pa" and "batata
"—, it should be considered as an English one, because it has wholly adapted to the language.
Compounds generally make plural the last element. All the same, if we have an adjective in the second element, only the first element is made plural: court-martial→courts-martial
Phrasal verbs may become nouns. In this case, we add an -s
to the end (break-up→break-ups, lay-by→lay-bys, turn-off→turn-offs, shake-out→shake-outs
She broke up with him.
Their break-up caused him a lot of pain.
However, exceptions can occur: passer-by→passers-by
. Note too sister-in-law→sisters-in-law
is also possible in informal British English.
When the words man
are in the compound, both nouns take the plural form: woman priest→women priests
. If they are written as one word, and man
come first in the compound, they usually behave as ordinary nouns: manservant→manservants
), manhunt→manhunts, manhour→manhours;
but statesman→ statesmen, sportswoman→sportswomen, handyman→handymen
The plural of this word is regular. This noun was taken from French. It originally comes from Latin.
It is a blend: teleprinter + exchange
. It has a regular plural.
In very formal contexts, "persons" is possible.
Words like buffalo, carp, crab
usually make the plural with an -s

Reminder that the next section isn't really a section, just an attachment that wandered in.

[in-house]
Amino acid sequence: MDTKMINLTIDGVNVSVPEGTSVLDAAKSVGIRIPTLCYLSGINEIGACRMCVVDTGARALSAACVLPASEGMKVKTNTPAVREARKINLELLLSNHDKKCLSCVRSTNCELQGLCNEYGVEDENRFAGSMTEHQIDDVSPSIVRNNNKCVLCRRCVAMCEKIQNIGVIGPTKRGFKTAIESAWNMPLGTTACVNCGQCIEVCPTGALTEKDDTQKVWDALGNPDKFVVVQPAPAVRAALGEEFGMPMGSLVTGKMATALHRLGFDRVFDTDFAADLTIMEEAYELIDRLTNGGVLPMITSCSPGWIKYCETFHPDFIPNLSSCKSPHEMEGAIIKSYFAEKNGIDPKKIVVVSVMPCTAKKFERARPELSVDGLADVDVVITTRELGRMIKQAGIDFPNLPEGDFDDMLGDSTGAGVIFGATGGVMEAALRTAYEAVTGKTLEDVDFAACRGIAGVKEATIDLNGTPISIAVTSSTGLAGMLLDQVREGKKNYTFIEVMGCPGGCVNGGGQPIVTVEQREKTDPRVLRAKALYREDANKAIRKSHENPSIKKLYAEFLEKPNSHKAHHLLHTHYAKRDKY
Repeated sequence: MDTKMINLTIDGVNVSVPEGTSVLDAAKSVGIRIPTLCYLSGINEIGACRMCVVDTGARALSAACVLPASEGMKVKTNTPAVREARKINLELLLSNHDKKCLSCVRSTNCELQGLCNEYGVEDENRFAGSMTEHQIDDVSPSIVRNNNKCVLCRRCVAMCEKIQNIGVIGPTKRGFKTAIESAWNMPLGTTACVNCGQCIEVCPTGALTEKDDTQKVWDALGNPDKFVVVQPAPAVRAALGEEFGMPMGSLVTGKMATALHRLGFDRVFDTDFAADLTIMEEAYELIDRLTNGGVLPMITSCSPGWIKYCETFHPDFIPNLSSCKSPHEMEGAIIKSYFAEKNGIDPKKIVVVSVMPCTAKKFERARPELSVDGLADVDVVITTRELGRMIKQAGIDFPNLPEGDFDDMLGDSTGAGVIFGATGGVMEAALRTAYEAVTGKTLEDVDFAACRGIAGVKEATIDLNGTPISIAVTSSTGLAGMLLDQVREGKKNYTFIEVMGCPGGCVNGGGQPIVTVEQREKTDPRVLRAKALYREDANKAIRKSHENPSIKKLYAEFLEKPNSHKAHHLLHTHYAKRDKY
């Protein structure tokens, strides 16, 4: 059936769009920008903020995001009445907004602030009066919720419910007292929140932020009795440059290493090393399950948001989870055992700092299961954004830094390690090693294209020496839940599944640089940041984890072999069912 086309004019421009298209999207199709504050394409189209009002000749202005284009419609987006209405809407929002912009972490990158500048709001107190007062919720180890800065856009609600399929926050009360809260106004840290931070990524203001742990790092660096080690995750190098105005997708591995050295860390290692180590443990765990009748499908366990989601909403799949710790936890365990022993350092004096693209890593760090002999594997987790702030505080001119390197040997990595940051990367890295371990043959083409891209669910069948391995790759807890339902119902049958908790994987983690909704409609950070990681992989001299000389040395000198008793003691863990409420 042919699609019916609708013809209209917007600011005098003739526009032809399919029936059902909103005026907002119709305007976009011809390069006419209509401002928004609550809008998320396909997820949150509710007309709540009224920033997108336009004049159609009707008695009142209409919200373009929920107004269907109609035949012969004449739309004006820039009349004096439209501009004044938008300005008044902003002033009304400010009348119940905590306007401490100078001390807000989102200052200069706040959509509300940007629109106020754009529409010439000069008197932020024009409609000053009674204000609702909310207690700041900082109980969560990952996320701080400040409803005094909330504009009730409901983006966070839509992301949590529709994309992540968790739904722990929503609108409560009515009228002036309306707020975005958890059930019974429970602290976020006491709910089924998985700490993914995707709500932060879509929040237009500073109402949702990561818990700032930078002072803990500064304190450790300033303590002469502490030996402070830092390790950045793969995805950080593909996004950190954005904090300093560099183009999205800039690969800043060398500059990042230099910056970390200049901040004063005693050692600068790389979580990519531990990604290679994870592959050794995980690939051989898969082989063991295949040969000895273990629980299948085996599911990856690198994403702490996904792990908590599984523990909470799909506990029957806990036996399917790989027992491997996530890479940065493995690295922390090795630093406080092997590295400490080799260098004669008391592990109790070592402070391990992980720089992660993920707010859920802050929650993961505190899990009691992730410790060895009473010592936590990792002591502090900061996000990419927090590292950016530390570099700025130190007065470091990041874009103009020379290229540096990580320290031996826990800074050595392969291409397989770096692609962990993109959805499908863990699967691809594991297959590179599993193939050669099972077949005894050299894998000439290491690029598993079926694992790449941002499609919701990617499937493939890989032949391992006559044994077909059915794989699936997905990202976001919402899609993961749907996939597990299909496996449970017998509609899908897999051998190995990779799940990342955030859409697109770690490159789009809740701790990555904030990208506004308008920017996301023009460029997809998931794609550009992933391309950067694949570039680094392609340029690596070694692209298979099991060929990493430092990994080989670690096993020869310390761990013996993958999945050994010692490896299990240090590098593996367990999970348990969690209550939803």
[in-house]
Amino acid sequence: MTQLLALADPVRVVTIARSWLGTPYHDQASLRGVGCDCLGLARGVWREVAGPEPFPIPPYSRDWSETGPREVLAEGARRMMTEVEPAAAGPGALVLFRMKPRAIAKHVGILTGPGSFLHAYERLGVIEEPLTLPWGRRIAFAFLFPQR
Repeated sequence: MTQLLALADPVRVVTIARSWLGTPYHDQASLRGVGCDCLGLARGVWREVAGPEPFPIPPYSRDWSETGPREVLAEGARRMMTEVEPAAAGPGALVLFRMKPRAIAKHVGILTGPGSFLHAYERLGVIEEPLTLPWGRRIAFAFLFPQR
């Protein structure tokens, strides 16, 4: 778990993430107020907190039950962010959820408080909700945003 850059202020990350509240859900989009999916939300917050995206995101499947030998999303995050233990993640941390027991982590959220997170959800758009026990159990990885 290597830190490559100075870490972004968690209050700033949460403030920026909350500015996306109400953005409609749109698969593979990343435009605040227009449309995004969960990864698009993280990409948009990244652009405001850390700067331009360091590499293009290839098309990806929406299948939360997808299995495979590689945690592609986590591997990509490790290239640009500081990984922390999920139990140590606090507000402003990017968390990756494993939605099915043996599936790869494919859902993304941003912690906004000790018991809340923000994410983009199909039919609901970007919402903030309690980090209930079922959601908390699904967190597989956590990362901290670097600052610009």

, but no -s
is added when they are used in specialized contexts. For instance, a hunter would say I killed two buffalo yesterday,
but some Sunday trippers would say We saw a lot of buffaloes this morning
Author: Miquel Molina i Diez
Pages: 1, 2 and the key
1 Negative and interrogative sentences (Page 2 and the key)
2 Short answers (Page 2 and the key)
3 Question tags (Page 2 and the key)
4 Questions and exclamations (Page 2 and the key)
5 So, neither, nor, either (the key)
6 Be, used to, would, be/get/become used to, dare, have, get, become, grow, go, turn, fall and feel (Page 2 and the key)
7 Verb tenses: forms (Page 2 and the key)
8 Irregular verbs
9 Verb tenses: uses (Page 2, Page 3, Page 4, Page 5 and the key)
10 Personal pronouns, possessives and reflexive pronouns (Page 2 and the key)
11 The genitive case (the key)
12 Singular and plural nouns (Page 2 and the key)
13 Gender (the key)
14 A, an, some, any, no, not, none, each, every and the; compounds of some, any, no and every (Page 2, Page 3 and the key)
15 Neither, not...either, none, not...any, both and all (the key)
16 A few, few, a lot, lots, a little, little, many, much, no and plenty (the key)
17 Enough, too, so and such (the key)
18 Comparative and superlative sentences (Page 2 and the key)
19 Adjective order (the key)
20 Relative clauses (Page 2 and the key)
21 Do and make (the key)
22 Modal verbs (Page 2, Page 3 and the key)
23 Infinitives, gerunds and present participles (Page 2 and the key)
24 Conditional sentences (Page 2 and the key)
25 Passive sentences (the key)
26 Reported speech (Page 2 and the key)
27 Purpose (the key)
28 Word order (the key)
29 Inversion (the key)
30 Connectors (Page 2 and the key)
31 Prepositions (Page 2, Page 3 and the key)
32 Phrasal verbs (the key)